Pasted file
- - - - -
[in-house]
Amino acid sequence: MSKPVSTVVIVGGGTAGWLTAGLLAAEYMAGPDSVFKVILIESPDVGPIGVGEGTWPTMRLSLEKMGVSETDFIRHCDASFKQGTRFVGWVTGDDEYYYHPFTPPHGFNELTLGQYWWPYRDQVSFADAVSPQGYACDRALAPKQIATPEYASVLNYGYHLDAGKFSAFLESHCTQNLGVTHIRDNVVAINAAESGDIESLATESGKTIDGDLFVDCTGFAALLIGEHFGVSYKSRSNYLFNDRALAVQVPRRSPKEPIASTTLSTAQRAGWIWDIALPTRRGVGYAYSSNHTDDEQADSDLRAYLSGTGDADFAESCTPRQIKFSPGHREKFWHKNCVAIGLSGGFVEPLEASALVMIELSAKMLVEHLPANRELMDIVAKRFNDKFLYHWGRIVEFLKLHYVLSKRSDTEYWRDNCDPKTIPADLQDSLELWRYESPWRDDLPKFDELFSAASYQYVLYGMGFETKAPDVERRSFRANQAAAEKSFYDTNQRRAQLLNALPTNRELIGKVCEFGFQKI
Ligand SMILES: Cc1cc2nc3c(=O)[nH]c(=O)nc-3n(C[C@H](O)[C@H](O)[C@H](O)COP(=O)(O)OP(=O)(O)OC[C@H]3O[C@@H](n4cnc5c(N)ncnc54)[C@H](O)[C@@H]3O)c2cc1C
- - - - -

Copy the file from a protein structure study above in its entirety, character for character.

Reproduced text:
[in-house]
Amino acid sequence: MSKPVSTVVIVGGGTAGWLTAGLLAAEYMAGPDSVFKVILIESPDVGPIGVGEGTWPTMRLSLEKMGVSETDFIRHCDASFKQGTRFVGWVTGDDEYYYHPFTPPHGFNELTLGQYWWPYRDQVSFADAVSPQGYACDRALAPKQIATPEYASVLNYGYHLDAGKFSAFLESHCTQNLGVTHIRDNVVAINAAESGDIESLATESGKTIDGDLFVDCTGFAALLIGEHFGVSYKSRSNYLFNDRALAVQVPRRSPKEPIASTTLSTAQRAGWIWDIALPTRRGVGYAYSSNHTDDEQADSDLRAYLSGTGDADFAESCTPRQIKFSPGHREKFWHKNCVAIGLSGGFVEPLEASALVMIELSAKMLVEHLPANRELMDIVAKRFNDKFLYHWGRIVEFLKLHYVLSKRSDTEYWRDNCDPKTIPADLQDSLELWRYESPWRDDLPKFDELFSAASYQYVLYGMGFETKAPDVERRSFRANQAAAEKSFYDTNQRRAQLLNALPTNRELIGKVCEFGFQKI
Ligand SMILES: Cc1cc2nc3c(=O)[nH]c(=O)nc-3n(C[C@H](O)[C@H](O)[C@H](O)COP(=O)(O)OP(=O)(O)OC[C@H]3O[C@@H](n4cnc5c(N)ncnc54)[C@H](O)[C@@H]3O)c2cc1C